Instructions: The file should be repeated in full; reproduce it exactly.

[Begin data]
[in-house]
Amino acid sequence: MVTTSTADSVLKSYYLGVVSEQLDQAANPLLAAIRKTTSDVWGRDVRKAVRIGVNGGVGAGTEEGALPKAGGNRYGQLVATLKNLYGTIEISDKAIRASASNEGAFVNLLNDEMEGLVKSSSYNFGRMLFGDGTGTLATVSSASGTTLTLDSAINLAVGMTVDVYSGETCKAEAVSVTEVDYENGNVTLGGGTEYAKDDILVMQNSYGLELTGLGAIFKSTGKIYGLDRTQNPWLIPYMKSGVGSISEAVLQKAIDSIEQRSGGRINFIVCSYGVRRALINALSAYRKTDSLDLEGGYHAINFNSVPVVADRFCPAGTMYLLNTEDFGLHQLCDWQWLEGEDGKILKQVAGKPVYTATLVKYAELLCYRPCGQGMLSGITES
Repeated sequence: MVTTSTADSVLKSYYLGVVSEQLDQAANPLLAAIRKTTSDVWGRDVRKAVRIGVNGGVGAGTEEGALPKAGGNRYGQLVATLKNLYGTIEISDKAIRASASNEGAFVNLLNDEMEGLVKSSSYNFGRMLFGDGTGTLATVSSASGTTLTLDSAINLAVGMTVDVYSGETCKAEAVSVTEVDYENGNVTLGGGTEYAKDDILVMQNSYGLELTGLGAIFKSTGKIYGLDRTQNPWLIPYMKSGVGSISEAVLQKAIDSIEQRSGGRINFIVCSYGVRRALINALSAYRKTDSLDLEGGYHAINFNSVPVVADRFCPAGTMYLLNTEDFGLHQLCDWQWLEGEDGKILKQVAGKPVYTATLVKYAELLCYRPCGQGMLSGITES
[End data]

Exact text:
[in-house]
Amino acid sequence: MVTTSTADSVLKSYYLGVVSEQLDQAANPLLAAIRKTTSDVWGRDVRKAVRIGVNGGVGAGTEEGALPKAGGNRYGQLVATLKNLYGTIEISDKAIRASASNEGAFVNLLNDEMEGLVKSSSYNFGRMLFGDGTGTLATVSSASGTTLTLDSAINLAVGMTVDVYSGETCKAEAVSVTEVDYENGNVTLGGGTEYAKDDILVMQNSYGLELTGLGAIFKSTGKIYGLDRTQNPWLIPYMKSGVGSISEAVLQKAIDSIEQRSGGRINFIVCSYGVRRALINALSAYRKTDSLDLEGGYHAINFNSVPVVADRFCPAGTMYLLNTEDFGLHQLCDWQWLEGEDGKILKQVAGKPVYTATLVKYAELLCYRPCGQGMLSGITES
Repeated sequence: MVTTSTADSVLKSYYLGVVSEQLDQAANPLLAAIRKTTSDVWGRDVRKAVRIGVNGGVGAGTEEGALPKAGGNRYGQLVATLKNLYGTIEISDKAIRASASNEGAFVNLLNDEMEGLVKSSSYNFGRMLFGDGTGTLATVSSASGTTLTLDSAINLAVGMTVDVYSGETCKAEAVSVTEVDYENGNVTLGGGTEYAKDDILVMQNSYGLELTGLGAIFKSTGKIYGLDRTQNPWLIPYMKSGVGSISEAVLQKAIDSIEQRSGGRINFIVCSYGVRRALINALSAYRKTDSLDLEGGYHAINFNSVPVVADRFCPAGTMYLLNTEDFGLHQLCDWQWLEGEDGKILKQVAGKPVYTATLVKYAELLCYRPCGQGMLSGITES